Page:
What Is HPV? Human Papillomavirus Symptoms

The Human Papillomavirus or more commonly known as HPV is the term used for a group of more than 150 viruses. Although most of these viral infections do not manifest in humans, there are around 30 to 40 types of the virus that do which may cause the appearance of cutaneous formations like condylomas and papillomas. The name Papillomavirus derives from papillomas which in simple terms means warts. Warts may be flat, in the form of small bumps or they may also be cauliflower-shaped.

HPV infections are transferred primarily through sexual contact making the Human Papilloma Virus the leading cause of sexually transmitted diseases (STDs) worldwide. In a few instances, some types of HPV infections may cause cancer. In women, it is cancer of the cervix, vulva, vagina and the anus. In men, the areas most affected are the penis, the tongue, tonsils and the throat. The most common HPV strains that cause infections in the anogenital tract of humans are HPV types 6, 11, 16 and 18. Other HPV types like HPV-5 may still cause warts but those are likely to appear on other sensitive parts of the body rather than in the anogenital area.

The majority of people carrying HPV infections do not usually have common symptoms of the Human Papillomavirus and are usually cleared of its presence after some years. However, once a person has been infected with HPV they are still capable of transmitting HPV infections to other sexual partners. In order to tell if a person is infected, he or she has to undergo some HPV DNA tests.

HPV infections are classified into two groups: the “low-risk” HPV infections and the “high-risk” HPV infections. Low-risk HPV types include HPV-6 and HPV-11, which create abnormalities in cells and are responsible for the appearance of genital warts. These HPV types are those that are curable and the abnormalities caused by them do not turn into cancer. On the other hand, HPV-16 and HPV-18 and a few other types of HPV are termed as oncogenic, carcinogenic thus are high-risk for developing cancer. These are persistent infections causing abnormalities in cells that lead to cancers in women such as severe dysplasia of the cervix.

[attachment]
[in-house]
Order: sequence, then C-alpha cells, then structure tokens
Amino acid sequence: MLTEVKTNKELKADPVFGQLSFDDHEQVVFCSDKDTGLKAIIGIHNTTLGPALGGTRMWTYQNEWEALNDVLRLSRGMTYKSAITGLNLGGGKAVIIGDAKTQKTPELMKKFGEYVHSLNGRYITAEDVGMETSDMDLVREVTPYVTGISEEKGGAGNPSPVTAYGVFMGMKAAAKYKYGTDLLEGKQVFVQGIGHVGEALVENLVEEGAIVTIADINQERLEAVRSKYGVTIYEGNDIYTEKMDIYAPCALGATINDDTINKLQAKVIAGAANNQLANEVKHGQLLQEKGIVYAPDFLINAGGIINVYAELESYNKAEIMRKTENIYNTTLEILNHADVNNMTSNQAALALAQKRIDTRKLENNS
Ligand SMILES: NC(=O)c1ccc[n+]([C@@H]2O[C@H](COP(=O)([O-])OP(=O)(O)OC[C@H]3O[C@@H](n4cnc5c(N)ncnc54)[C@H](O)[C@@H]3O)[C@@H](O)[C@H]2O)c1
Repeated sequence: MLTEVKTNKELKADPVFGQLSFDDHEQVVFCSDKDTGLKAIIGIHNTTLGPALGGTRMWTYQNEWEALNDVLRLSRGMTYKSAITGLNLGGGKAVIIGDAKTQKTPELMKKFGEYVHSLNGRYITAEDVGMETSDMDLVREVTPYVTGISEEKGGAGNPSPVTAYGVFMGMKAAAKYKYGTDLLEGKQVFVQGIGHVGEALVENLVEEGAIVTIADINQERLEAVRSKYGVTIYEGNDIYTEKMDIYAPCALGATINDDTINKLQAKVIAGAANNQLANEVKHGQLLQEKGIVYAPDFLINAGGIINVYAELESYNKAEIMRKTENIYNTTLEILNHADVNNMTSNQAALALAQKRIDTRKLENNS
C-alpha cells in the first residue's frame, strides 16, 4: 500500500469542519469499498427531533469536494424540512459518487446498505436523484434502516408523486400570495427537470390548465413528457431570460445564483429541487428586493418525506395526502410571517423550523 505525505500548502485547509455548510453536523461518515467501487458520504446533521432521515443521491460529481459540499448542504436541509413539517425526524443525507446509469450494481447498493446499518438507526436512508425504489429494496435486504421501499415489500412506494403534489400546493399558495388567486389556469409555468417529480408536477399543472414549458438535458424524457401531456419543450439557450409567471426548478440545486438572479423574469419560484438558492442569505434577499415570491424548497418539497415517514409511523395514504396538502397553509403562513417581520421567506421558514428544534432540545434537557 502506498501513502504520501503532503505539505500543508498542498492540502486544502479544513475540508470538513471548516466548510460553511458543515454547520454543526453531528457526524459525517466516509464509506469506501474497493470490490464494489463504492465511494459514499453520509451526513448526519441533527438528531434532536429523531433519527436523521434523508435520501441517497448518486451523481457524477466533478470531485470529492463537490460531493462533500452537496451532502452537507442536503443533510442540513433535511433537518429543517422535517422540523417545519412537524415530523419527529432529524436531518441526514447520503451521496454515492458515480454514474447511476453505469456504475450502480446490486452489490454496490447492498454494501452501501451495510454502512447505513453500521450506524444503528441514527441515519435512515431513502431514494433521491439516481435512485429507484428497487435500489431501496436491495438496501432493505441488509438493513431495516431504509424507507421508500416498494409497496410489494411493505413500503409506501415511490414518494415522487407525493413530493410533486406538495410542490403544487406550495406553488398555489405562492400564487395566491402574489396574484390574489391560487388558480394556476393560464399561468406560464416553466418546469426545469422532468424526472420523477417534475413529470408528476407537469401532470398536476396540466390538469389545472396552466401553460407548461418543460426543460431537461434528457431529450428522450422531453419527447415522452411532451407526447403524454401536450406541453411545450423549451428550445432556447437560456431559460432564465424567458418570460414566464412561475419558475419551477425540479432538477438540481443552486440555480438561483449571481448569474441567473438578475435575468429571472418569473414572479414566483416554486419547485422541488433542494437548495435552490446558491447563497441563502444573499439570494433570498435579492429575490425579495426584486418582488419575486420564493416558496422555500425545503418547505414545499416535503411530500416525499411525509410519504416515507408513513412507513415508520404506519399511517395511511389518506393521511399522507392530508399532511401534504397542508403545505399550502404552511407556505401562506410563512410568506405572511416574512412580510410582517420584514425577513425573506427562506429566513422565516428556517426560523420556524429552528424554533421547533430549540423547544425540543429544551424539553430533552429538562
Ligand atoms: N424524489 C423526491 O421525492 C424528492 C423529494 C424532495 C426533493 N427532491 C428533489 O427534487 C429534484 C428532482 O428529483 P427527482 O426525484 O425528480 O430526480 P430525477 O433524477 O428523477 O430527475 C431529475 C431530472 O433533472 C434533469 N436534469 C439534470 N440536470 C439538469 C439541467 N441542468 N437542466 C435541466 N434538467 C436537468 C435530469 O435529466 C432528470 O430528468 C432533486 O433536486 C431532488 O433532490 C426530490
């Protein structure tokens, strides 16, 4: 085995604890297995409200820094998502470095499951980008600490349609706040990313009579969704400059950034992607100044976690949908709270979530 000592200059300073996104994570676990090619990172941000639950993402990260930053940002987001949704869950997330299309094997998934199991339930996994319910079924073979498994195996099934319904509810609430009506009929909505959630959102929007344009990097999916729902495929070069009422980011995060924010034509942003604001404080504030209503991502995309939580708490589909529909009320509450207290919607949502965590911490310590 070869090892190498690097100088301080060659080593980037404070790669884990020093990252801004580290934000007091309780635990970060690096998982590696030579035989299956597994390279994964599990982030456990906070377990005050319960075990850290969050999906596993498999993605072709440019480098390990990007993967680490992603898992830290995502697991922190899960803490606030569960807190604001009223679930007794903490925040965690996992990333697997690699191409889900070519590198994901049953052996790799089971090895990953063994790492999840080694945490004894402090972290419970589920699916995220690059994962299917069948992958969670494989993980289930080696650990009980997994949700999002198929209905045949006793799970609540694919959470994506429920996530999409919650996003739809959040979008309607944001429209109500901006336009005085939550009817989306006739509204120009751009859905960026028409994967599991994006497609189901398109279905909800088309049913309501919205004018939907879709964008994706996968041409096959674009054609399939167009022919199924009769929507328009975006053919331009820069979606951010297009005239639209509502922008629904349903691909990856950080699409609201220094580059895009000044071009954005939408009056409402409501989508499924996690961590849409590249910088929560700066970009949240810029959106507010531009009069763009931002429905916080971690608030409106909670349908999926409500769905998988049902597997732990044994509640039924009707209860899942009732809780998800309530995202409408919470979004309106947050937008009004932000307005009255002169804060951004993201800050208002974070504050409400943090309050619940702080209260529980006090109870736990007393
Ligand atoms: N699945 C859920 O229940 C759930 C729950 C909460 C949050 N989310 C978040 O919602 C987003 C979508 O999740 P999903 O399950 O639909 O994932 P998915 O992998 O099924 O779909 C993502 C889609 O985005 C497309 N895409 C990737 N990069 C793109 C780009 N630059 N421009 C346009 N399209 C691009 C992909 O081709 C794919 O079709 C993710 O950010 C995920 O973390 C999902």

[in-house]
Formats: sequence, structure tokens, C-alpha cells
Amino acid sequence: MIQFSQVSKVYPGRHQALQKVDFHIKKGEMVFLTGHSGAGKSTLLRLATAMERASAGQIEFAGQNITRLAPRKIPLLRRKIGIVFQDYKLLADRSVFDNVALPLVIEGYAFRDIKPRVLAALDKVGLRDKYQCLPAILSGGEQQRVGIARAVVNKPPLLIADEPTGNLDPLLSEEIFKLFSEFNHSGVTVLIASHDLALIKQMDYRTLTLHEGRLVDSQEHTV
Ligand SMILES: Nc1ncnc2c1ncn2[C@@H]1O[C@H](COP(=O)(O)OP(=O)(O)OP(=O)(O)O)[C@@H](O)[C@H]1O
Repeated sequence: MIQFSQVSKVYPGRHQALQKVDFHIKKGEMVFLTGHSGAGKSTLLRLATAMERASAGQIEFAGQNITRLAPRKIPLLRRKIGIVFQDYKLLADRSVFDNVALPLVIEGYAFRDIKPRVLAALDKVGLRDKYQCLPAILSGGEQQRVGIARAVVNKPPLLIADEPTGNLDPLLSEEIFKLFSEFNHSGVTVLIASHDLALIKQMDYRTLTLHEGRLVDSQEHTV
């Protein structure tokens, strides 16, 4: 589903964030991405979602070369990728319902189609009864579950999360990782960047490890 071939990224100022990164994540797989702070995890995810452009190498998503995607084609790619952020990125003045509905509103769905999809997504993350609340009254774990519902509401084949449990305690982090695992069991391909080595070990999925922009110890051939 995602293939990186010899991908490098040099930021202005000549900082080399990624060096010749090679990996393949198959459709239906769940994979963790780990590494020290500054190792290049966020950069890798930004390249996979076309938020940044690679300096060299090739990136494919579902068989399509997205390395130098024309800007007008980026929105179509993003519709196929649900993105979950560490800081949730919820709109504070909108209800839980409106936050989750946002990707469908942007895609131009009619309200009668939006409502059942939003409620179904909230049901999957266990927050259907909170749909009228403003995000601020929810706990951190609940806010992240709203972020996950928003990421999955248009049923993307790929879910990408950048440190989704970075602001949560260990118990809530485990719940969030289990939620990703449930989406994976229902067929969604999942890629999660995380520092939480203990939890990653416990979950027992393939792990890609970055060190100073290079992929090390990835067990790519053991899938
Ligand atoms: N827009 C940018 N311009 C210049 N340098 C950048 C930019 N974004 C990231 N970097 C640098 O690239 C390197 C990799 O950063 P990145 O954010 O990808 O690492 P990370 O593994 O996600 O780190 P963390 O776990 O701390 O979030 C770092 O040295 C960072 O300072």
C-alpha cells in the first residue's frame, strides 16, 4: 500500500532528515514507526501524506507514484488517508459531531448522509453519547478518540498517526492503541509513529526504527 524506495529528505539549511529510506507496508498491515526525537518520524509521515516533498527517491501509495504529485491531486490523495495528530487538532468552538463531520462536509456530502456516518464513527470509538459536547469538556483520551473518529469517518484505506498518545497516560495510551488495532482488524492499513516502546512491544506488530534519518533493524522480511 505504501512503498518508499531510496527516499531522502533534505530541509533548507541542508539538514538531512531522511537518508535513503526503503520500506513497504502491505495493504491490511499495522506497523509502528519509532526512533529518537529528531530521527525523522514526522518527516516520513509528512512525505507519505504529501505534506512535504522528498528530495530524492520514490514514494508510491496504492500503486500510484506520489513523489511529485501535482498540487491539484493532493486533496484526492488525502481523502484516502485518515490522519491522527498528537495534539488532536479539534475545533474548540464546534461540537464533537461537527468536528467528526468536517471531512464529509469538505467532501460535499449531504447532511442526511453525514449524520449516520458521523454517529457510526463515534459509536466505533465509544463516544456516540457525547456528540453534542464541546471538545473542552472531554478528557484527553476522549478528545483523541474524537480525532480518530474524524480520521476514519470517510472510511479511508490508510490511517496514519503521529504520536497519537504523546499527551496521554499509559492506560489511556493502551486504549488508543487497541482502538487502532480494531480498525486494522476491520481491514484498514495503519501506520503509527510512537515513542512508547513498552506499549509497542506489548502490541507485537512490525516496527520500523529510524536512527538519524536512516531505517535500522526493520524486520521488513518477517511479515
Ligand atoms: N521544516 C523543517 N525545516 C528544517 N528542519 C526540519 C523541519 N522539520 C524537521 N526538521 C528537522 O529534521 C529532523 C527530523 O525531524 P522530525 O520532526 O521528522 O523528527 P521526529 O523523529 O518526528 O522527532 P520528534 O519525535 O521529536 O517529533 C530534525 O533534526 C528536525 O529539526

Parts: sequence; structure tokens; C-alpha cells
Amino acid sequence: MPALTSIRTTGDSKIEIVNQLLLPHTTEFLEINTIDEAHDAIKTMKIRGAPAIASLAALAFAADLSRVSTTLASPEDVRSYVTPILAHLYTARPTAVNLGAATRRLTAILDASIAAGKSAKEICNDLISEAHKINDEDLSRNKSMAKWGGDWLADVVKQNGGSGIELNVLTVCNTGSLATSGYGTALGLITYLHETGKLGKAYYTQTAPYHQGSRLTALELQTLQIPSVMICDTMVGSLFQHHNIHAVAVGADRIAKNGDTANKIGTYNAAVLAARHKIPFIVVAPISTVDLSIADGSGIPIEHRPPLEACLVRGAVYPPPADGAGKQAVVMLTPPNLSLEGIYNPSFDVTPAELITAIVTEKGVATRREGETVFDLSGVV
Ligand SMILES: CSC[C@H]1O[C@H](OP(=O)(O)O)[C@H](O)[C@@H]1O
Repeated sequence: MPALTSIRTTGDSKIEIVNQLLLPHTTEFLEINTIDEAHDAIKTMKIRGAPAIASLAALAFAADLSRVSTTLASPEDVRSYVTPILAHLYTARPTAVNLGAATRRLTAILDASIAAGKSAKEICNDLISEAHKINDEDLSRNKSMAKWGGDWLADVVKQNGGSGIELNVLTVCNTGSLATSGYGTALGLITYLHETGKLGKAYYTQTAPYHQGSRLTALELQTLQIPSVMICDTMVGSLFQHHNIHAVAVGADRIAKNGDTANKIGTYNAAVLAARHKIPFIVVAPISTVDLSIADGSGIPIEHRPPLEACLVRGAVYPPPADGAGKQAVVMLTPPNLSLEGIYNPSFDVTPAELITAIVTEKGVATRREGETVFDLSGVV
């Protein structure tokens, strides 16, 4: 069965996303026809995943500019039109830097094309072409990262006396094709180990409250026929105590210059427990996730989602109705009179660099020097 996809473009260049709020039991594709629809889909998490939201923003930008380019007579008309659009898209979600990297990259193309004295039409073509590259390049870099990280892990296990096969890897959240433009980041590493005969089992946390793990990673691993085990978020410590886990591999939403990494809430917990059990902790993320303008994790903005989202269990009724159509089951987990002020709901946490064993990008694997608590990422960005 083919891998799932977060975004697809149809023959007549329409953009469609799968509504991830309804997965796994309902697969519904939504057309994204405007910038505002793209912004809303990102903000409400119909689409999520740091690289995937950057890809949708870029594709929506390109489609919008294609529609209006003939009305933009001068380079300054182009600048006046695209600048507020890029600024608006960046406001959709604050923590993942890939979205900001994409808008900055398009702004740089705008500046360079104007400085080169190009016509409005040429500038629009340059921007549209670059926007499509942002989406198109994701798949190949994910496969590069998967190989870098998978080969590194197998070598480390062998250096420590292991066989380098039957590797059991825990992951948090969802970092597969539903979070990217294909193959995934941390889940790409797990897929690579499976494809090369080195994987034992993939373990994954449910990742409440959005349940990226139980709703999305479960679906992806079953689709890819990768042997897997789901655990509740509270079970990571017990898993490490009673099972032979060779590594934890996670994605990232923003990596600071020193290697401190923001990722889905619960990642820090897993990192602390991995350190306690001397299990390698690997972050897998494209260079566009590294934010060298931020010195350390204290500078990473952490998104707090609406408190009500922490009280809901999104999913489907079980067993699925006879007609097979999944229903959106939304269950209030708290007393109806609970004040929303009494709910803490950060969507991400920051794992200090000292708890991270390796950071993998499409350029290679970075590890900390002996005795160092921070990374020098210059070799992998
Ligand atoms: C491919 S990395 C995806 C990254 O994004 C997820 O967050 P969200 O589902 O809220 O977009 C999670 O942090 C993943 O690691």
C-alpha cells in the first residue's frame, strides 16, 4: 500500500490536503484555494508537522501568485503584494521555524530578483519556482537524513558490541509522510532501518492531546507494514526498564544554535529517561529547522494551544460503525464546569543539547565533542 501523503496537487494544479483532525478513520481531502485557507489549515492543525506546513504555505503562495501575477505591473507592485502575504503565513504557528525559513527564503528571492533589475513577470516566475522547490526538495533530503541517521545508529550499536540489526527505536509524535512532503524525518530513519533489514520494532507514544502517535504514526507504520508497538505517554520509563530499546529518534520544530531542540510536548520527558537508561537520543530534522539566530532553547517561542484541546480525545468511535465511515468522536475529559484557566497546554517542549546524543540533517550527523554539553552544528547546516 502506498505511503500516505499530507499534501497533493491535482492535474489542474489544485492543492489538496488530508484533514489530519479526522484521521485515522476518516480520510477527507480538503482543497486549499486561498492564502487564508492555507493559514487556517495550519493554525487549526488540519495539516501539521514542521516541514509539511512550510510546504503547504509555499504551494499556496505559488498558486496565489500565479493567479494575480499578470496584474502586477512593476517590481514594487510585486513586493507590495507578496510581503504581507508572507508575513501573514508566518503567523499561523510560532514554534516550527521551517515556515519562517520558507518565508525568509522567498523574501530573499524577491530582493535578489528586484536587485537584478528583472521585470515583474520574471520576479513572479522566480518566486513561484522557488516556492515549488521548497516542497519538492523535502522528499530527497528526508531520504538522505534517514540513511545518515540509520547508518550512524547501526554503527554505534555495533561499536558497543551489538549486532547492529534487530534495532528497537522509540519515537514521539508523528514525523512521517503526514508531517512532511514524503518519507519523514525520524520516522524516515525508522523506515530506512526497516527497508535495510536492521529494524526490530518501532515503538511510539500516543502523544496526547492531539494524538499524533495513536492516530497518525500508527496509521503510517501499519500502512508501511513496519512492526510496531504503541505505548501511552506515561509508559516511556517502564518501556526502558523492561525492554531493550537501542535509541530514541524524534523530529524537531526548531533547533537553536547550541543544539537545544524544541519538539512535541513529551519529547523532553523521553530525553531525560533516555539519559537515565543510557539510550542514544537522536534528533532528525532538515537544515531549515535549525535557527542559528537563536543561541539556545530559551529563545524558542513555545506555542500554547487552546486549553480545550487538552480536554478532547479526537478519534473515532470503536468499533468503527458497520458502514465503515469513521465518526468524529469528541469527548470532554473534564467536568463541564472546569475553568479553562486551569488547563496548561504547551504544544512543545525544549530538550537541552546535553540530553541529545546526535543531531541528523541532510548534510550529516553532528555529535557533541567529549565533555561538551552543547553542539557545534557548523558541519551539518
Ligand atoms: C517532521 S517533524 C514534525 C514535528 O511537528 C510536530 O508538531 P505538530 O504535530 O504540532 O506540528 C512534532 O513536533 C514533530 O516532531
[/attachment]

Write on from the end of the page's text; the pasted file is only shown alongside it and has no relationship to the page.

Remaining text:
All sexually active people are at risk of contracting the Human Papillomavirus. Having multiple sexual partners heightens the risks of getting infected with HPV so staying in a monogamous relationship is advantageous. The Human Papillomavirus infections are commonly transmitted through skin contact and the use of condoms to protect both the male and female genital regions are not a guarantee for not becoming infected. Studies have shown however, that condoms have been associated with lowering a woman’s chances of contracting the virus and getting cervical cancer.

There is no medical treatment to cure the Human Papilomavirus itself, however there are methods to remove common warts, genital warts or cervical lesions caused by various types of the HPV infections.

Cryosurgery or freezing, loop electrosurgical excision procedure (LEEP) and conization are just some of these methods. The last two involve the removal of tissue from the affected area. There are drugs available for treating genital warts as well.

Two vaccines have been developed and approved by the United States Food and Drug Administration (FDA) for general use. Gardasil® and Cervarix® have proven to be effective against HPV infections particularly in treating high-risk HPVs such as HPV-16 and HPV-18.

Apart from various methods of wart removal treatments mentioned above it is important to keep your immune system healthy. High immune resistance will naturally fight the presence of HPV infections in your body therefore eliminating the appearance of warts.